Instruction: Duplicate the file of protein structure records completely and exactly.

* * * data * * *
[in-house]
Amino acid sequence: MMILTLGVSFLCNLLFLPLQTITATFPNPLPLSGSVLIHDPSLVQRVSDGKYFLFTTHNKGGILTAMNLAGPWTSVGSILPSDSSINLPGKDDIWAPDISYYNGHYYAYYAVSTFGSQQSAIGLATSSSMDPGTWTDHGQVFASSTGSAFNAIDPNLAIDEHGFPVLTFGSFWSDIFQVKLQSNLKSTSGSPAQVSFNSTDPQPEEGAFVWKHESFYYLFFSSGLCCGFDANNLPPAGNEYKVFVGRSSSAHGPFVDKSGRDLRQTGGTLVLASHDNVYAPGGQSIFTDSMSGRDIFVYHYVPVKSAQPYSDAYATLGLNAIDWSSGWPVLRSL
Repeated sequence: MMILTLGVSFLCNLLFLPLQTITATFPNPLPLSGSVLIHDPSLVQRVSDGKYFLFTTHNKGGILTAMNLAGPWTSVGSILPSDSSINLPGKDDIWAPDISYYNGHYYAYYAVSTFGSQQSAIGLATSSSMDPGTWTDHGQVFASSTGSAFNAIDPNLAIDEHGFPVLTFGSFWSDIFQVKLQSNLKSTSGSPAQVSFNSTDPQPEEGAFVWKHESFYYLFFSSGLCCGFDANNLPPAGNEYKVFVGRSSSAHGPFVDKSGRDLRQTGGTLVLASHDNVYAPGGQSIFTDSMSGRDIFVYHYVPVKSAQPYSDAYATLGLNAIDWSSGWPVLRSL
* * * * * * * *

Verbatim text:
[in-house]
Amino acid sequence: MMILTLGVSFLCNLLFLPLQTITATFPNPLPLSGSVLIHDPSLVQRVSDGKYFLFTTHNKGGILTAMNLAGPWTSVGSILPSDSSINLPGKDDIWAPDISYYNGHYYAYYAVSTFGSQQSAIGLATSSSMDPGTWTDHGQVFASSTGSAFNAIDPNLAIDEHGFPVLTFGSFWSDIFQVKLQSNLKSTSGSPAQVSFNSTDPQPEEGAFVWKHESFYYLFFSSGLCCGFDANNLPPAGNEYKVFVGRSSSAHGPFVDKSGRDLRQTGGTLVLASHDNVYAPGGQSIFTDSMSGRDIFVYHYVPVKSAQPYSDAYATLGLNAIDWSSGWPVLRSL
Repeated sequence: MMILTLGVSFLCNLLFLPLQTITATFPNPLPLSGSVLIHDPSLVQRVSDGKYFLFTTHNKGGILTAMNLAGPWTSVGSILPSDSSINLPGKDDIWAPDISYYNGHYYAYYAVSTFGSQQSAIGLATSSSMDPGTWTDHGQVFASSTGSAFNAIDPNLAIDEHGFPVLTFGSFWSDIFQVKLQSNLKSTSGSPAQVSFNSTDPQPEEGAFVWKHESFYYLFFSSGLCCGFDANNLPPAGNEYKVFVGRSSSAHGPFVDKSGRDLRQTGGTLVLASHDNVYAPGGQSIFTDSMSGRDIFVYHYVPVKSAQPYSDAYATLGLNAIDWSSGWPVLRSL